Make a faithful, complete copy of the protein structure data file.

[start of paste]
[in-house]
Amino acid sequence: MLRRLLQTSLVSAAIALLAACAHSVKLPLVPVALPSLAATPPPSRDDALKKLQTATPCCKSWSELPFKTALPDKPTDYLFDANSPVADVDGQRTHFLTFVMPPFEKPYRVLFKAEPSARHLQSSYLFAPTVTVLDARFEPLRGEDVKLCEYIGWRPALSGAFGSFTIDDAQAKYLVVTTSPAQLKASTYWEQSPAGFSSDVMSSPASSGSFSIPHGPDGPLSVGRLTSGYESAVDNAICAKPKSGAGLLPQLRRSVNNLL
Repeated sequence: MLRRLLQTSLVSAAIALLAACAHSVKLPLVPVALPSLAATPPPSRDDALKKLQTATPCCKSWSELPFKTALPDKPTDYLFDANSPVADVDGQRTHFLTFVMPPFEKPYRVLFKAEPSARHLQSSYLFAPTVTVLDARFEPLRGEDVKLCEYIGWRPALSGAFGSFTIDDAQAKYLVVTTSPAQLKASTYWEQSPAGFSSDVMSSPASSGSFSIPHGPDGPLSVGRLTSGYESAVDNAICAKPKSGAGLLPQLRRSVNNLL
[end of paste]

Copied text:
[in-house]
Amino acid sequence: MLRRLLQTSLVSAAIALLAACAHSVKLPLVPVALPSLAATPPPSRDDALKKLQTATPCCKSWSELPFKTALPDKPTDYLFDANSPVADVDGQRTHFLTFVMPPFEKPYRVLFKAEPSARHLQSSYLFAPTVTVLDARFEPLRGEDVKLCEYIGWRPALSGAFGSFTIDDAQAKYLVVTTSPAQLKASTYWEQSPAGFSSDVMSSPASSGSFSIPHGPDGPLSVGRLTSGYESAVDNAICAKPKSGAGLLPQLRRSVNNLL
Repeated sequence: MLRRLLQTSLVSAAIALLAACAHSVKLPLVPVALPSLAATPPPSRDDALKKLQTATPCCKSWSELPFKTALPDKPTDYLFDANSPVADVDGQRTHFLTFVMPPFEKPYRVLFKAEPSARHLQSSYLFAPTVTVLDARFEPLRGEDVKLCEYIGWRPALSGAFGSFTIDDAQAKYLVVTTSPAQLKASTYWEQSPAGFSSDVMSSPASSGSFSIPHGPDGPLSVGRLTSGYESAVDNAICAKPKSGAGLLPQLRRSVNNLL